By reducing the price of shipping such items and speeding their delivery, Amazon is looking to win both merchants selling the items and customers who want them quickly. Amazon shoppers in the U.S. order tens of millions of units annually that fit the small and light dimensions, according to company documents reviewed by Bloomberg News.
View the original article here
Watch Next: What Amazon's 'Prime Air' Means for FedEx and UPS
By Damon Kitney
The Australian - February 8, 2016
Two of the world's biggest logistics companies have joined forces to offer Australians a better choice of delivery options for goods purchased from overseas over the internet.
DHL Express, an arm of the world’s largest logistics company Deutsche Post, has forged an alliance with Hubbed, an Australian company which arranges parcel deliveries and returns using a national network of more than 680 newsagents.
The partnership will offer customers expanded pick-up options to collect parcels arriving from overseas from Hubbed newsagents nationwide. So far DHL has accessed 200 of the newsagents in the Hubbed network. Hubbed is 30 per cent
owned by powerhouse Asian logistics group Singapore Post.
Gary Edstein, senior vice president, DHL Express Oceania, said the alliance was the first step in the group’s plan to build a nationwide network of pick-up outlets that could also include retailers and service stations. It will be in both metropolitan and regional Australia.
The group, which has half the air express market into and out of Australia, already works closely with Australia Post.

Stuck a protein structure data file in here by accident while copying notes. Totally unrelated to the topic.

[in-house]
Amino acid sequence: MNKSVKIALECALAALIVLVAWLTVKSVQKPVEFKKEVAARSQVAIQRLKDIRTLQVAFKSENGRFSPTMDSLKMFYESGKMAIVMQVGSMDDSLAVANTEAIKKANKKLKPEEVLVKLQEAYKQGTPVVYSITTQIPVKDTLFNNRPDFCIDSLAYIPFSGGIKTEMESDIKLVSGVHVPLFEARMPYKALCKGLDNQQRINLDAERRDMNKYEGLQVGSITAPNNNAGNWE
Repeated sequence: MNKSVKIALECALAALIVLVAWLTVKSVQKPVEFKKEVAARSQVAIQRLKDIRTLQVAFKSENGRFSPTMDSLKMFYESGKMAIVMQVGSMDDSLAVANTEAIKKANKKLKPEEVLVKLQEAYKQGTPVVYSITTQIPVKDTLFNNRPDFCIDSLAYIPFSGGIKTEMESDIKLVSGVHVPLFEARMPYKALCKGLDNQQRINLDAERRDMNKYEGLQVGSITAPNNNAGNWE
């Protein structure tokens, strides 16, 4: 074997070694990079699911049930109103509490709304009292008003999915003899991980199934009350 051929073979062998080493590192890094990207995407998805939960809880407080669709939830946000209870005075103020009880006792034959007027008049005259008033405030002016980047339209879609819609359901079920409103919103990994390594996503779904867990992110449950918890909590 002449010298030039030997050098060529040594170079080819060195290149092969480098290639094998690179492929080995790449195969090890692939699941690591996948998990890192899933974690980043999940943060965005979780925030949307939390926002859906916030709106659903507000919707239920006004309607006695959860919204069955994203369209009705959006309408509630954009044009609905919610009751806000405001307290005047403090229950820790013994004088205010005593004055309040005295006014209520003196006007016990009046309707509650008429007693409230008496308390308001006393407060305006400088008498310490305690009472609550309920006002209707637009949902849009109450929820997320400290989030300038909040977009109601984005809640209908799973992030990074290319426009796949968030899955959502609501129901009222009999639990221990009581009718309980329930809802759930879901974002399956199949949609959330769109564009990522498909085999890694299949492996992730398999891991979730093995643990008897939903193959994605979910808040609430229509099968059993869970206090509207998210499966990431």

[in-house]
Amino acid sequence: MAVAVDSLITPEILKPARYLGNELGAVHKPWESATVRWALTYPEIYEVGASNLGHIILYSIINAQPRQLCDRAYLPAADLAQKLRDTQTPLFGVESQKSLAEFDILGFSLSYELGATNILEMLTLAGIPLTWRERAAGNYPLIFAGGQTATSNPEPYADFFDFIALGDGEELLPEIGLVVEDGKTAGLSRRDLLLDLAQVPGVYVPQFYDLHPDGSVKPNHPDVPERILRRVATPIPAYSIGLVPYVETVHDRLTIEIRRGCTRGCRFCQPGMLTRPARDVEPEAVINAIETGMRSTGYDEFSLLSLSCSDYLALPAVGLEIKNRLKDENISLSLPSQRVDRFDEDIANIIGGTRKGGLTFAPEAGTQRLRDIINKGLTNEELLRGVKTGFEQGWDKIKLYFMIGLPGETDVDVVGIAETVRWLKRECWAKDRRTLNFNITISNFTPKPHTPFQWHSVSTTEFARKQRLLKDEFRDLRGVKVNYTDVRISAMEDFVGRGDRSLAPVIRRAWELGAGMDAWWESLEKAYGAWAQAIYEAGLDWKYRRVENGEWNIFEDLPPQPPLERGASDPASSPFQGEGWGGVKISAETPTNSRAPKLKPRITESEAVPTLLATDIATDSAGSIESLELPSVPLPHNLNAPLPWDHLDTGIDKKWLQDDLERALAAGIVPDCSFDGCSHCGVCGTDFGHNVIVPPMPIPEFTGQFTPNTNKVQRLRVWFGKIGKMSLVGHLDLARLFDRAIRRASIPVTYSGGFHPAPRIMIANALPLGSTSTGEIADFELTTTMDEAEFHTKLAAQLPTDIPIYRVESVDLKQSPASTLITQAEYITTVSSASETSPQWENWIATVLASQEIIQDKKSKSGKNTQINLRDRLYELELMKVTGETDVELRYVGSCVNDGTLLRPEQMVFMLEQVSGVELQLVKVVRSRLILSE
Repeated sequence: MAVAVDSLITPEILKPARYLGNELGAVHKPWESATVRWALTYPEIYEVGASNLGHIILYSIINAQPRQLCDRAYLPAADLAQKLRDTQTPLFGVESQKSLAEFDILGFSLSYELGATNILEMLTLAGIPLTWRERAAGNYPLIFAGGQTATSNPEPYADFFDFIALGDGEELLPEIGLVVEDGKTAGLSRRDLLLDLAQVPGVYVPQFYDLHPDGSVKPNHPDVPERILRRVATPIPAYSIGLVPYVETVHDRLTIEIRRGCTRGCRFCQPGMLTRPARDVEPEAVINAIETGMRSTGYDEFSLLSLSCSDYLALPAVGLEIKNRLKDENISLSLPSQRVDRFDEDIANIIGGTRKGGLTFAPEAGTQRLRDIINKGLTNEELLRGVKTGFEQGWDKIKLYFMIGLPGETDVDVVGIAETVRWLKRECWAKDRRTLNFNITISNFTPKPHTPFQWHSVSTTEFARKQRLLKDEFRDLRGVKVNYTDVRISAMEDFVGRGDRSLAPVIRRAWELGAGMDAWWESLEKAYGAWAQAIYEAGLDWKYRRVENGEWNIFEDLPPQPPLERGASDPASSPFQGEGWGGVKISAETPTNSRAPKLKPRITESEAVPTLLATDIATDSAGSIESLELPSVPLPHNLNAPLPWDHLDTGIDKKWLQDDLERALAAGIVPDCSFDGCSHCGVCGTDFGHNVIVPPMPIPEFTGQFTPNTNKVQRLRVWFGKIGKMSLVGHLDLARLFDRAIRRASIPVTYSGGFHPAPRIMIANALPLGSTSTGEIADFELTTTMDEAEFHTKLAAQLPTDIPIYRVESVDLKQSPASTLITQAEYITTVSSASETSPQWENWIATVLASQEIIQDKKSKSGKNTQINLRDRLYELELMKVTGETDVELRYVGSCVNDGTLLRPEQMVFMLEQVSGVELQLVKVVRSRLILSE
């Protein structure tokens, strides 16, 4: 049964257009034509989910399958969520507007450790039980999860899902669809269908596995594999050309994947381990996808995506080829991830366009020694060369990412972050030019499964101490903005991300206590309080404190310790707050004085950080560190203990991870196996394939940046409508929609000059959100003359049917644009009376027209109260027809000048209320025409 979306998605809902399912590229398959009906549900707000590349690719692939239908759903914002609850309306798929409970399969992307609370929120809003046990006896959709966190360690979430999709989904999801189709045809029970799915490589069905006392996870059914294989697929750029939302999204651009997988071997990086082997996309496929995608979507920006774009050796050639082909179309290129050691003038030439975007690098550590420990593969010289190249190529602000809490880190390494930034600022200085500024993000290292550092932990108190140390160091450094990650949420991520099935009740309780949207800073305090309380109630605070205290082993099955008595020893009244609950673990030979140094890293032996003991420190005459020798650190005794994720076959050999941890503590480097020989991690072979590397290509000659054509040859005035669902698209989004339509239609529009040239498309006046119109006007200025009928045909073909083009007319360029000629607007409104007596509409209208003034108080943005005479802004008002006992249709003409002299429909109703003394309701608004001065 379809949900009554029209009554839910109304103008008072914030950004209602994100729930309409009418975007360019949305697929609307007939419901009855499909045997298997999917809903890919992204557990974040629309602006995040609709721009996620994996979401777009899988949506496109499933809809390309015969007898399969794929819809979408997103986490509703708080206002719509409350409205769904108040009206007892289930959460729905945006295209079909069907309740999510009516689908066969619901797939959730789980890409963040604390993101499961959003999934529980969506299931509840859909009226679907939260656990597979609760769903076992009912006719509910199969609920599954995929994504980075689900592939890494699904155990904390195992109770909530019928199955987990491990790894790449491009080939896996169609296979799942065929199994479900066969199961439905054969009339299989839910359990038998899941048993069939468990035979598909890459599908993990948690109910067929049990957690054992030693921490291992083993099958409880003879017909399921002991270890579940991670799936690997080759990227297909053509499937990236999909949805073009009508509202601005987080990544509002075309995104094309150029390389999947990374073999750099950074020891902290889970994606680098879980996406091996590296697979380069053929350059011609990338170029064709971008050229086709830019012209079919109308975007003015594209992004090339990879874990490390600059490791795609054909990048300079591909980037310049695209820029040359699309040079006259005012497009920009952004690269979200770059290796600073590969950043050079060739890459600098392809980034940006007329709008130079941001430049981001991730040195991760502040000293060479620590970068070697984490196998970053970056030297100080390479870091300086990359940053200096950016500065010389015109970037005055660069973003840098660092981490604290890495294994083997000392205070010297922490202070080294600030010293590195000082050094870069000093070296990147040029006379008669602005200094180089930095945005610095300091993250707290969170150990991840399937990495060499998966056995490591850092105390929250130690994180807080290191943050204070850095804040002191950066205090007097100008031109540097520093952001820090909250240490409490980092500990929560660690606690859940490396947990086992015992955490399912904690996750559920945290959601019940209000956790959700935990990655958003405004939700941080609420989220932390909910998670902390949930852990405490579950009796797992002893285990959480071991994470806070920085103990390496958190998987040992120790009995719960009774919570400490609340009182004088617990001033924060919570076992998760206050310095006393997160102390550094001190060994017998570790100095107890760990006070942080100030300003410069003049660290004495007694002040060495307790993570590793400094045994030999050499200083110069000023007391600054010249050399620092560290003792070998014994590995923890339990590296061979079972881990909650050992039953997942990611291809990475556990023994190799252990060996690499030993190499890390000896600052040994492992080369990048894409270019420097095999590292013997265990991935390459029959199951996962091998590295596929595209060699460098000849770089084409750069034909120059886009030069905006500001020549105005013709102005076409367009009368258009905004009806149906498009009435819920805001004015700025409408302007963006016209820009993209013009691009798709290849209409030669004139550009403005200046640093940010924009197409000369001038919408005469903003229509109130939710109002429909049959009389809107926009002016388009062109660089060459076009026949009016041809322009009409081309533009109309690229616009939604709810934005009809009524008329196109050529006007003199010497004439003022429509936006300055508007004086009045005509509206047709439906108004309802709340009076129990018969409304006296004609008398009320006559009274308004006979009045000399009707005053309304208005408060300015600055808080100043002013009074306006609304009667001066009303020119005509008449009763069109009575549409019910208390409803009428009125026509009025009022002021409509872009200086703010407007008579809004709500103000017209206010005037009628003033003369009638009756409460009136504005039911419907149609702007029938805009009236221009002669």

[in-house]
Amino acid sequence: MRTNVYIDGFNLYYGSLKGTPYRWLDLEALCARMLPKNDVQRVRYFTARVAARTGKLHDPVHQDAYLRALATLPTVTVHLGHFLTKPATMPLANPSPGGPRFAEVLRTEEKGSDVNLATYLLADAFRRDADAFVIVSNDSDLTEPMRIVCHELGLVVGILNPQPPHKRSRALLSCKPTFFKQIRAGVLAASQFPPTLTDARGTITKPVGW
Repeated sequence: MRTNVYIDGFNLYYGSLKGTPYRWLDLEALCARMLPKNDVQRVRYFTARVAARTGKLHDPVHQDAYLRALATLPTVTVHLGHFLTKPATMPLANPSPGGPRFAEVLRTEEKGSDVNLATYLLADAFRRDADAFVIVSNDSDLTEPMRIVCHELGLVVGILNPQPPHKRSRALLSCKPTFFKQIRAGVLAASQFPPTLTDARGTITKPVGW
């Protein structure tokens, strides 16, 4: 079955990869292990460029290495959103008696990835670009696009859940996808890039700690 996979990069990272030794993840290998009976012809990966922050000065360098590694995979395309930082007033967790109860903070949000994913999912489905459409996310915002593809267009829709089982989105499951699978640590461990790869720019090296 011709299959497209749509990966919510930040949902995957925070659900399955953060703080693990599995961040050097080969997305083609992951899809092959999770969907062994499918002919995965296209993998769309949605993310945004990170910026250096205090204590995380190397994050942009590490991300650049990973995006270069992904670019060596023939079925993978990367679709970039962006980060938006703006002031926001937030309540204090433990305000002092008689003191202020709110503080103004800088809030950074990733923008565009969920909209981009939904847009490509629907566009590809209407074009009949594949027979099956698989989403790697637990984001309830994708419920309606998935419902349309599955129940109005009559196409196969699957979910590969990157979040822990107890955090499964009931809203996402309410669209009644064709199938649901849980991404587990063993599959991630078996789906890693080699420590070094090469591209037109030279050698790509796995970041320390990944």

“We will build the perfect network and allow our customers to make the choice what network they want to use and what drop point they want to access;” Mr Edstein said.
“I envisage over the next 18 months to 2 years, I would want to develop a network that had 2000 locations. That allows the customer to make the choice.”
Woolworths has a partnership with eBay that allows shoppers to select their local Woolworths or Big W store as one of the delivery options for parcels.
DHL Express has seen double-digit volume growth as more businesses and consumers look to sell or buy goods online.
“Our inbound volumes are still strong but our outbound volumes are really significant. So the Australian dollar has had an impact,” Mr Edstein said.
It comes as the general battle for share of business to consumer traffic from internet purchases intensifies between the likes of Australia Post, the Japan Post-owned Toll Holdings, Star Track Express, UPS and the Singapore Post owned Couriers Please.
“Hubbed believes newsagents are the answer to bringing physical and online retail together, making shopping more convenient. By introducing the DHL Express Online customers to their value, newsagents can return to the centre of the community, where they belong,'' said David McLean, CEO of Hubbed.
In partnership with the Mark Bouris-led listed technology group TZ, Couriers Please is also fast-tracking the deployment of POPStations, parcel lockers allowing customers to pick up their delivery at a newsagent 24 hours a day, which can be controlled via smartphones.
TZ, which had a troubled history before Mr Bouris became executive chairman in 2009, supplies the locking system for POPStation lockers being rolled out by SingPost in Singapore. Couriers Please is also rolling out a new parcel pick-up system across the nation allowing its customers to send a package anywhere in the world from a residential address.
How SMEs can cut freight costs by 50%
Amazon Cuts Delivery Times in Threat to Alibaba, EBay, Wish.com
DHL, HUBBED unite in bid to deliver more